I know your world has recently been turned upside down. You can hardly breathe and you’re worried about your future and your family’s future.
It’s possibly you’ve come to grips with your diagnosis but are recovering from surgery, or going through chemotherapy or radiation.
Regardless of where you are in the journey, this letter is for you.
Today marks two years since I first heard the four words no woman wants to hear: You have breast cancer.
In the cancer world, that makes me a two-year survivor.
During my six months of treatment, there were many breast cancer survivors who had served as my “cancer coaches” along the journey. They shared their experiences, wisdom, and knowledge.
Over the past two years, I’ve had the privilege of doing the same for those coming behind me. Today I want to share some words of encouragement from one survivor to another:
1) This too shall pass. As devastated as you feel right now, I promise this will pass. Your priorities will change and you’ll gain clarity on what’s really important in life. Take one day at a time and when that is too much, take one hour or even one minute at a time. Close your eyes, breathe deeply, and calm your anxious heart.
2) You are more than your breasts and your hair. It’s hard for anyone to lose any part of their body, but losing two parts of our body that define our femininity make it double hard. No matter what you choose: lumpectomy, mastectomy, double mastectomy, reconstruction or no reconstruction, you will survive and become accustomed to your “new normal.” If your treatment includes hair loss, it’s not the end of the world. Choose to handle this however YOU want to handle it: wig, scarves, hats, or simply embracing bald.
3) Advocate for yourself. Ask questions. Request tests. Communicate about side effects. This is not the time to be the martyr. I suffered terrible side effects from my first chemo treatment until my doctor said, “Jill, you have to let us know if the meds we give you are working or not. If they’re not, I have a dozen more options I can give you.” I learned to speak up early and not “push through” the tough days. Now more than ever there resources available online to help you understand what your treatment options are – Cure Forward is a platform that can inform you about your treatment options and help you connect with a clinical trial administrator.
4) Accept help. You don’t have the energy you usually have. Let others grocery shop, cook, clean, and help with kids if they offer. If they don’t offer, ask for what you need. You are not putting people out…you are helping them help you. (Check out www.cleaningforareason.org for complimentary housecleaning for cancer patients).
5) Don’t go to doctor appointments alone. You are hearing terminology you’ve never heard before. You have treatment options to consider. You may be emotional which causes you to miss important information the doctor communicates. Ask a spouse, friend, or family member to accompany you to all your appointments.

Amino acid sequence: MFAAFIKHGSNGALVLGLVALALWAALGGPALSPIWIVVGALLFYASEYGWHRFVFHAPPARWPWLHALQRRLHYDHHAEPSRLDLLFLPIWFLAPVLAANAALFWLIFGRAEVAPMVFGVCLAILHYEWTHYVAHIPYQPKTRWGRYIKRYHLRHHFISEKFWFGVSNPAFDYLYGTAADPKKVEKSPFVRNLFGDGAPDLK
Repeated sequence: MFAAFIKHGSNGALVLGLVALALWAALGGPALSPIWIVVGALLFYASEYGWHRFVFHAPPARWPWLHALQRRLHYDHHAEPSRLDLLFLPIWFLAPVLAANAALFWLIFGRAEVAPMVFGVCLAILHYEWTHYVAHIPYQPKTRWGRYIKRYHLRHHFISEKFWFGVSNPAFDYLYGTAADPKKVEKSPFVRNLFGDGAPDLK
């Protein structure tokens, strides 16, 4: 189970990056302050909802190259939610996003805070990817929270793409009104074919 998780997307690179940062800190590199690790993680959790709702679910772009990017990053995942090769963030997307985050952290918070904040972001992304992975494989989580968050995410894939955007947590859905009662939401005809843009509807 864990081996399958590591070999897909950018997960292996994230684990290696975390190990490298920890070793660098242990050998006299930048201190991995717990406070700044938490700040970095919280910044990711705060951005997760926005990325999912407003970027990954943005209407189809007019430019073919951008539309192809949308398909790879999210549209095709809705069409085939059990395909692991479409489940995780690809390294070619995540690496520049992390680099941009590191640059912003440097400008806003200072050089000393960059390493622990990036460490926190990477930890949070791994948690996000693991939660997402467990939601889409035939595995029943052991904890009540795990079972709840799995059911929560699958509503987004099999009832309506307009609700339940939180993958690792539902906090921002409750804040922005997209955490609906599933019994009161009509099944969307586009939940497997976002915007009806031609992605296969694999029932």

6) Set up a free Caring Bridge page for mass communication. This makes life simpler for you so you don’t have to contact friends and family members with test results and health updates. Those who care can subscribe to your page. When you post an update, they get an email notification. My husband even used my Caring Bridge page to provide updates during my surgery. This helped him to be focused on me instead of making dozens of phone calls to update family and friends.
7) Lean into God. We can build our life on sinking sand or on a Solid Rock. God’s word kept me strong even when I felt weak. It gave me footing when it felt like the rug was pulled out from under my feet. Right now, life is changing. You need to focus on an unchanging God who is the same yesterday, today, and tomorrow. Even when it is not well with your circumstances, it CAN be well with your soul.
8) Find encouragement from those who have gone before you. During my journey, I wrote several blog posts you might find helpful. Here are a few of the most popular ones:
How To Be Jesus With Skin On (share this one with your friends!)
9) Give yourself time. Cancer treatment takes a lot out of you. I’m two years out and most days I feel like myself again. I don’t think about cancer everyday anymore.Yet, there are times where I just don’t have the stamina quite like a did before cancer. That’s okay and to be expected. Give your body the time it needs to recover.
Right now, you’re in the middle of the muddle. Most likely, this time next year, cancer will be in the rearview mirror of your life. Until then, let yourself heal. Accept help when it’s offered. Draw close to those around you. Allow yourself to be loved…by your family and by God.
You’ve got this, girlfriend, and you’re going to be okay.